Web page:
We also employ key trendlines when making tactical asset based decisions. They can be used in conjunction with (and in some instances, instead of) a stop-limit loss order approach.

    Hope that helps.

    G
    Jun 28, 2015. 06:09 PM | Likes Like |Link to Comment
  • The Risk Of Owning Stock Assets And Holding Stock Assets Right Now [View article]
    Mark,


    >>Based on inflation adjusted numbers, stocks are well below all-time
    >>highs.

    And this should tell you a little something about the reality of buy-n-hold failure with the dot-com era. Investors in the 90s increased their exposure to tech - knowingly or unknowingly in their mutual funds/401ks. They were positioned for New Economy growth via the NASDAQ. Buyers-n-holders of the NASDAQ and tech only recovered in price at 5000... after 15 years. On an inflation-adjusted basis? It will need to be 7000 to get to a 0% return.

    >>Key financial ratios such as P/E are nowhere near 2000 dot.com
    >>bubble levels.

    You may need to do your homework on this one. The P/E for the median stock on U.S. exchanges is higher than the dot-com era. It is the highest that it has ever been. The P/S ratio, which may be a better valuation methodology, is at its highest ever in history as well.

    Moreover, I do not believe one can find a long-standing valuation method or ratio where stocks are not at the highest or 2nd highest in history. So if P/B and P/CF and market cap/GDP and Tobin's Q and DCF -- if all of these methodologies indicate the second most expensive market in history -- that's a net positive because we're not in the dot-com era bubble? Please, I encourage you... look at the 3, 5, 7 and 10 year returns for those who buy when stocks are as expensive as they are today.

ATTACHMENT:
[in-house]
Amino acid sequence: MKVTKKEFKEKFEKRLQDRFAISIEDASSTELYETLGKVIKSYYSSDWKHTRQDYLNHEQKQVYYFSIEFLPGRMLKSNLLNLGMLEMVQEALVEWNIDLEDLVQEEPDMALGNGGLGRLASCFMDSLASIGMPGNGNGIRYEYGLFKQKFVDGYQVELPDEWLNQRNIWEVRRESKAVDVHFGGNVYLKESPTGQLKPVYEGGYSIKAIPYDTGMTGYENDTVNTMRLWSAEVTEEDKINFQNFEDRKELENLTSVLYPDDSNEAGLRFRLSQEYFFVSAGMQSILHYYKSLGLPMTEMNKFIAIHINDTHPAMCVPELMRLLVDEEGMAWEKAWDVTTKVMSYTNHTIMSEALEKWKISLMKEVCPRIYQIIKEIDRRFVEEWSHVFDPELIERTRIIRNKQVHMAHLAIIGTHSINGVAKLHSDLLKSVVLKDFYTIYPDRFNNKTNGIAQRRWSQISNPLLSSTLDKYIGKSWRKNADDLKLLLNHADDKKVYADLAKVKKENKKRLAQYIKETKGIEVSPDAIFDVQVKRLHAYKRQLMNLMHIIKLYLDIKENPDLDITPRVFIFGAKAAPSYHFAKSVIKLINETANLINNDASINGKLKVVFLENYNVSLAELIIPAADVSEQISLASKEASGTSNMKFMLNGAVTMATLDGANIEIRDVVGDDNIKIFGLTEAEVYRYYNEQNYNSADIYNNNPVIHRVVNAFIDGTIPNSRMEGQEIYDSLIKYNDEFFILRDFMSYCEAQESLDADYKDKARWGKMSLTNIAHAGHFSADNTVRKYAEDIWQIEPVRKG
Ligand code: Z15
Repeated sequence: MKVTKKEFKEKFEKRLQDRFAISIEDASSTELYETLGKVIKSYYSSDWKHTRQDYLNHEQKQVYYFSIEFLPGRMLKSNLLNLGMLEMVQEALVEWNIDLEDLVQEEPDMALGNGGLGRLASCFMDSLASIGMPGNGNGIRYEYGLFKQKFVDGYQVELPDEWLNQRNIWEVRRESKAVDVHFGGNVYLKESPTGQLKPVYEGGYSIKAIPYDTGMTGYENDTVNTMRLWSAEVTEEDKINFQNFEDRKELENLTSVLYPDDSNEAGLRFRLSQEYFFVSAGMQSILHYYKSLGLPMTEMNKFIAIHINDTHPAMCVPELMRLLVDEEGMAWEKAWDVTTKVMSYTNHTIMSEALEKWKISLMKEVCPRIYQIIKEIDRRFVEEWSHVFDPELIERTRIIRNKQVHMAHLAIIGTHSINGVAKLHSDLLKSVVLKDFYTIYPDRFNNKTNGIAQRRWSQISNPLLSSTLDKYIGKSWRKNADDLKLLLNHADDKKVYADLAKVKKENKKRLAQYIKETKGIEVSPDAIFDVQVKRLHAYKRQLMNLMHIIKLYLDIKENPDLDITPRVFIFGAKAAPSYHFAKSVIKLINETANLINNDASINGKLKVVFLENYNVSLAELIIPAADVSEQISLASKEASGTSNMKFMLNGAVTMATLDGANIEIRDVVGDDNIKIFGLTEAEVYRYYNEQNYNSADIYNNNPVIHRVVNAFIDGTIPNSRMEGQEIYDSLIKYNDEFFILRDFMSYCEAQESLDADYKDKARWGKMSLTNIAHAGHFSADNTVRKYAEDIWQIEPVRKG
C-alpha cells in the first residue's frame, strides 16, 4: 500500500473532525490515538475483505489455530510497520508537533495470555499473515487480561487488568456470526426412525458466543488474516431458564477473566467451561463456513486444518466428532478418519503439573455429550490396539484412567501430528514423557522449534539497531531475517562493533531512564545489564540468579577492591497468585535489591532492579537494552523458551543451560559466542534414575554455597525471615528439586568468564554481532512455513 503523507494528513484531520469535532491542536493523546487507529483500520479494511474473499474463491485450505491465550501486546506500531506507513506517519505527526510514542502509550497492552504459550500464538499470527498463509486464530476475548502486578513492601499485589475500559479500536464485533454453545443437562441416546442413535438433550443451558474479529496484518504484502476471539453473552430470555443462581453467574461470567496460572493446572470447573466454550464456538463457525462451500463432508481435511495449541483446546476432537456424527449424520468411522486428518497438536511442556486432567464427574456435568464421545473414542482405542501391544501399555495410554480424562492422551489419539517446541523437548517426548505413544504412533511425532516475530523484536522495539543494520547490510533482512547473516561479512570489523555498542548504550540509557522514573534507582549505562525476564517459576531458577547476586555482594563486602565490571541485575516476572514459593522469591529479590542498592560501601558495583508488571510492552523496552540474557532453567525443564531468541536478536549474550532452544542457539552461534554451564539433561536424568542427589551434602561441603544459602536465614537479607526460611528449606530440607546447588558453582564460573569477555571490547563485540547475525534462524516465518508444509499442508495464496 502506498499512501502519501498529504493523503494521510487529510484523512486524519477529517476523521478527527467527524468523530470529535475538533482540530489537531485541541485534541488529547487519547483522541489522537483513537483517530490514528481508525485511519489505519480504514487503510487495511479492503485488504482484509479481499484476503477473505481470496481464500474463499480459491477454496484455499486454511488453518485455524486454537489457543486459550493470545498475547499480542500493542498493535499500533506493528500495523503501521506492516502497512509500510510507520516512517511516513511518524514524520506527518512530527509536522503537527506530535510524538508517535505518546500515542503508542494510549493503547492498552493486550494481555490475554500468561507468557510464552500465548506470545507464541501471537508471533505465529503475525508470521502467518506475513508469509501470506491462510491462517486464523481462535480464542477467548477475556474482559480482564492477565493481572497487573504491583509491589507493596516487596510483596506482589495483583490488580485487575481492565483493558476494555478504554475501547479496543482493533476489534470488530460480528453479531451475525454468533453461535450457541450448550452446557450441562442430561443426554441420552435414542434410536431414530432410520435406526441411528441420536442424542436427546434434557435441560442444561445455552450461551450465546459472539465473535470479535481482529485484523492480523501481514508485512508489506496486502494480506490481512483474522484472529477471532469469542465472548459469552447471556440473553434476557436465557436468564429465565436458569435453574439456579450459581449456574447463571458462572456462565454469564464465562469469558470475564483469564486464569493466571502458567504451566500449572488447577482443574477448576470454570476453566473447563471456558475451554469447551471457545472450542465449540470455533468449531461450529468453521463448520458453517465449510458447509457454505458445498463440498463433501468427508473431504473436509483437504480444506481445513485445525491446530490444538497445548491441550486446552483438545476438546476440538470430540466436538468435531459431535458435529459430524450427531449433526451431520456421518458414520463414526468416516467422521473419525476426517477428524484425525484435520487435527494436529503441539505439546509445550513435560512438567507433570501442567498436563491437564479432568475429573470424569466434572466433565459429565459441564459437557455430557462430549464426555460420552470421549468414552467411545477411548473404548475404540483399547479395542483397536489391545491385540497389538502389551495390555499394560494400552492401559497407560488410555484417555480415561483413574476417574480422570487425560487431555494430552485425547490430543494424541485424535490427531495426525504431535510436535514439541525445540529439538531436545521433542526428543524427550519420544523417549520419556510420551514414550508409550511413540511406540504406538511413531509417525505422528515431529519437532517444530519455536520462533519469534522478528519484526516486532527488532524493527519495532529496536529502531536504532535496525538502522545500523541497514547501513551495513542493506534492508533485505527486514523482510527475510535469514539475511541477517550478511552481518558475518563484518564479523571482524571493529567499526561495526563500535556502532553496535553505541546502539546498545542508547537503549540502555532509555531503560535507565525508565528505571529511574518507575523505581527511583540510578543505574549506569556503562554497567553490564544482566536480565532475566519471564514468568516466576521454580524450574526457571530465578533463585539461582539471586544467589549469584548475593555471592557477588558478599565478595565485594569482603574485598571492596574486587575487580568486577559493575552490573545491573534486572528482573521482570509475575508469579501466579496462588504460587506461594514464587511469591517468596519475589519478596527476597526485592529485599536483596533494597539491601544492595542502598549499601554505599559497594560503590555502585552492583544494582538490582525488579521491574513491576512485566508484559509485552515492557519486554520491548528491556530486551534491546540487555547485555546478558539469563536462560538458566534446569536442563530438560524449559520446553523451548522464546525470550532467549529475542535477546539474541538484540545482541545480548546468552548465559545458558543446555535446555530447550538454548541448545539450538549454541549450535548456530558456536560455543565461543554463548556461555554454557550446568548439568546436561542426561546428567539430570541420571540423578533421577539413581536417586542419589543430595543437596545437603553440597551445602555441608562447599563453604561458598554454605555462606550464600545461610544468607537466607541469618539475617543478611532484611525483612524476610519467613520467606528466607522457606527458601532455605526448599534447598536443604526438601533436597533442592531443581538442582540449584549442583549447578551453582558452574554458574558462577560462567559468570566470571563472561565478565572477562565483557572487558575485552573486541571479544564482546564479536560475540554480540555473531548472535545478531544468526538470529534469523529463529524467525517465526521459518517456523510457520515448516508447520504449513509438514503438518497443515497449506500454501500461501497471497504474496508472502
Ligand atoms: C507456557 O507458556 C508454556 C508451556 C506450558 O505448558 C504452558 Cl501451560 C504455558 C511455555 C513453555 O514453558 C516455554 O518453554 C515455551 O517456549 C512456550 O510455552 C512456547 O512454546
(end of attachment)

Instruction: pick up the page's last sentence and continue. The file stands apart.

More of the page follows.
>>3. Even high tech stocks like AAPL, MSFT, etc now pay about 2%
    >>dividends, but paid no dividends in 2000.

    This, my friend, this is a venerable point. Personally, I am raising cash to buy the dividend payers lower, but I do not think one will be harmed over a 10-year time frame in buying AAPL or MSFT. I do think one may have to deal with a massive margin debt unwind, which could see popular stocks lose typical bear market percentages of 30%. But that doesn't mean everyone need wait for the bear.

    Gary
    Jun 26, 2015. 06:18 PM | Likes Like |Link to Comment
  • The Risk Of Owning Stock Assets And Holding Stock Assets Right Now [View article]
    The author suggested the exact opposite. The author wrote, "The likelihood that bonds will outperform stocks over the next 15 years may be pretty darn slim."

    The author essentially believes that if you wish to beat the guaranteed 2.4%-2.5% of a 10-year treasury over the next 10 years, then you would be wise to avoid additional stock exposure in 6/2015; you should wait to add stock exposure when valuations are far more reasonable. Stock assets may be a wonderful 15-year opportunity later in the year, or in 2016, or in 2017, but they are not likely to be so from 7/1/2015-6/30/2030... not in buy-n-hold capacity.

    Like Total, you may have missed the point in my commentary. And it has little to do with bonds outperforming stocks over the last 15 years. That's just the data for the last 15 years, demonstrating that stocks tend to be a poor investment when you buy them at sky high valuations (a la 6/2000 and here at 6/2015). Buying them on 6/2002... now that is what one should be considering... buying when valuations are reasonable.

    Here, again, is what the article's intent is: